It “hurts” being unable to access an account he used for savings, he says, but notes that he’s hedged his portfolio and understands that he took a big risk. Mostly, Melker feels badly about those he told Voyager about, including friends, family and his viewers.

“I understand that people make their own decisions, but they wouldn’t have even thought about it if I had not brought [Voyager] to their attention. And, frankly, that’s worse than losing my own money,” he said.

What’s ahead

A bankruptcy lawyer and a crypto lawyer told Fortune that it’s unclear how long the bankruptcy process will take. But, they emphasized that Voyager is hoping to restructure, not liquidate, a hopeful sign for retail investors getting any of their money back.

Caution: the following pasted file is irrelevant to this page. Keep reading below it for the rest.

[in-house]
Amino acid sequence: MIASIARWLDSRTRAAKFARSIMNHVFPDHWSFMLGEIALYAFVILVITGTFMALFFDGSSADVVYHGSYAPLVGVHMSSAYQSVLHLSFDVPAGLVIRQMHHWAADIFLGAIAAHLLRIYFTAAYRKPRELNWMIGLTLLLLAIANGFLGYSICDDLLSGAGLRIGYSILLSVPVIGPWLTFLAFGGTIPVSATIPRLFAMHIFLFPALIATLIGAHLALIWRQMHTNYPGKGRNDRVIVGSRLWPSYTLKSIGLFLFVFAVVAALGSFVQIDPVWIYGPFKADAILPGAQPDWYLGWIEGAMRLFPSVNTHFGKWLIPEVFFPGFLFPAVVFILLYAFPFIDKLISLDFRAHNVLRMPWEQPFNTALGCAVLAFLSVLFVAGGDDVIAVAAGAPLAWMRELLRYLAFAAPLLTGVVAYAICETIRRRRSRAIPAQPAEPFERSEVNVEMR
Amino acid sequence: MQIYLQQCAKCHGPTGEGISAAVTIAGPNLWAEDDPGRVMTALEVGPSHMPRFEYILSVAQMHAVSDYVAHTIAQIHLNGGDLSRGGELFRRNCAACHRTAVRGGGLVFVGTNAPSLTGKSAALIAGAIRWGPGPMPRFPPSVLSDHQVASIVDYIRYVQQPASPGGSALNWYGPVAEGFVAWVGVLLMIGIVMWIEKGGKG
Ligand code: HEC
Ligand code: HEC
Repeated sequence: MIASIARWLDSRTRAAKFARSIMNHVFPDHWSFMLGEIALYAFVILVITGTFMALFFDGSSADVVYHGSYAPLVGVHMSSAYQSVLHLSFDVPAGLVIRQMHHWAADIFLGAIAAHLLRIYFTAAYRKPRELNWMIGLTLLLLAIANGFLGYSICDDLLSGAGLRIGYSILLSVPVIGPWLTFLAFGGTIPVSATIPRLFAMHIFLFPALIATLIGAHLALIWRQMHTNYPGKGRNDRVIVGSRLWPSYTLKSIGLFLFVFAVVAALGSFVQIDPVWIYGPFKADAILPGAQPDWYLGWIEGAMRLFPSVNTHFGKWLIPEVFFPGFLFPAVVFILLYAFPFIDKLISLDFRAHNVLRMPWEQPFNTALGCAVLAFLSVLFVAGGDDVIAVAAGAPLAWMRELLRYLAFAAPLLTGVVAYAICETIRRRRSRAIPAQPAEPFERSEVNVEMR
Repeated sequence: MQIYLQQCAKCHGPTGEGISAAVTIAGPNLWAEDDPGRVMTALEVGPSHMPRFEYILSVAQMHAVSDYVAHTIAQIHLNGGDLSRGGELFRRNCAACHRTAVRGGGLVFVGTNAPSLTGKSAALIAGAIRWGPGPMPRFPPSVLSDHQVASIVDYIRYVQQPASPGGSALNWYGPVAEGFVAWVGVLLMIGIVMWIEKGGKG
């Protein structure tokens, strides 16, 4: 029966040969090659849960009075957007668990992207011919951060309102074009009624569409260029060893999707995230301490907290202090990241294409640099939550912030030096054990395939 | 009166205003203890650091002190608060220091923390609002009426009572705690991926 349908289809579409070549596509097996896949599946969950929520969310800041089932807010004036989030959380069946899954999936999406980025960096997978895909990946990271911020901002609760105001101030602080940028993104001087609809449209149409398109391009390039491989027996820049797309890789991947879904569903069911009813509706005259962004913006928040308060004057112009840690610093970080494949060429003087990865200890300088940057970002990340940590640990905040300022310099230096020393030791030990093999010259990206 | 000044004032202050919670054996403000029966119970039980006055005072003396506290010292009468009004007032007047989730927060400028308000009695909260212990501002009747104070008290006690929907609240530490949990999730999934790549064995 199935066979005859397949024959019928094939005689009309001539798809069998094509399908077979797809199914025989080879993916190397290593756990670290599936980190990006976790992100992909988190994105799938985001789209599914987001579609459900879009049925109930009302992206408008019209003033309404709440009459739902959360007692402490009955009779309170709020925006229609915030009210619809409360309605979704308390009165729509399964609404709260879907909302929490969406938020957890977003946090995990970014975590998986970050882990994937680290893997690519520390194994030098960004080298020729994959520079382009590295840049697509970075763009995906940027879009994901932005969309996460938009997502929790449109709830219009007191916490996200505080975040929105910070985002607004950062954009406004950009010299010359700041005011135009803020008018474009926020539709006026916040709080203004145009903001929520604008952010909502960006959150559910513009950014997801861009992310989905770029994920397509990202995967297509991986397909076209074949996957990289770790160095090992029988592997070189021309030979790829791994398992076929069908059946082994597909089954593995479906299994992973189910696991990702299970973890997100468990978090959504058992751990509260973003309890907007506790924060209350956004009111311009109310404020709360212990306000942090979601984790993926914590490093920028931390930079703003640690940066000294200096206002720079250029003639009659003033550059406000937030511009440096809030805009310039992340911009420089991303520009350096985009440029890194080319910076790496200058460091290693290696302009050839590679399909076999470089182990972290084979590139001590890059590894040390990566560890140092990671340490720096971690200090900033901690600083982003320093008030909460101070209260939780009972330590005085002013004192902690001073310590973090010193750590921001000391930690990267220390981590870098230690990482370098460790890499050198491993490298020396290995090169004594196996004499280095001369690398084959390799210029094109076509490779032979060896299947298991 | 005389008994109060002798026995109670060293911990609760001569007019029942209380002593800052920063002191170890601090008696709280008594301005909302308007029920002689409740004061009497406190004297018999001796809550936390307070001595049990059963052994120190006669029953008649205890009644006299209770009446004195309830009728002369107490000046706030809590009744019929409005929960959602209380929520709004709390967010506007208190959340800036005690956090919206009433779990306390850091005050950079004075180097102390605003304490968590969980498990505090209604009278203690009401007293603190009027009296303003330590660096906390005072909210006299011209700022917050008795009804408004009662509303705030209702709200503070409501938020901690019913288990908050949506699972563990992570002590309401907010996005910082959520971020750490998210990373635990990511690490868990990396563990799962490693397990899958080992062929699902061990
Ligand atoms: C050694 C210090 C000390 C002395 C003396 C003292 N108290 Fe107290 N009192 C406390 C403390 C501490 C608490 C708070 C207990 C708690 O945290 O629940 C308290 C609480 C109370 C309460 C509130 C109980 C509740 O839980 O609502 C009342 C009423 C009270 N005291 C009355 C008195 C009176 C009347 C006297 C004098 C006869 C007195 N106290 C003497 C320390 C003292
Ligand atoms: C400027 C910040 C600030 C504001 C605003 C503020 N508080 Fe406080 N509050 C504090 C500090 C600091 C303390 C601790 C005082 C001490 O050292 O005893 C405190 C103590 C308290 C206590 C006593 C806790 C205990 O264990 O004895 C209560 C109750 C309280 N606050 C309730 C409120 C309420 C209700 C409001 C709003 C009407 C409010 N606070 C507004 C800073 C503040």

The company mentioned it hopes to provide its users with at least some of their funds after it reorganizes. Due to the variety of assets users bought on the platform, it’s uncertain whether users can be made entirely whole.

Melker tells Fortune that he is one of the top 50 asset holders on the platform, and the top 10 or 20 holders might have a say in what happens moving forward in the bankruptcy procedure, citing a hearing that just happened.

Voyager recently said it had approximately $1.3 billion of crypto assets on its platform, adding that the company has over $110 million of cash and owned crypto assets on hand, which will “provide liquidity to support day-to-day operations during the Chapter 11 process,” it says. Voyager also mentioned it has $350 million of customers’ cash held in an account at Metropolitan Commercial Bank.

This experience has scarred some to such an extent that they’ve vowed to never invest in cryptocurrency again. Others, in contrast, remain bullish.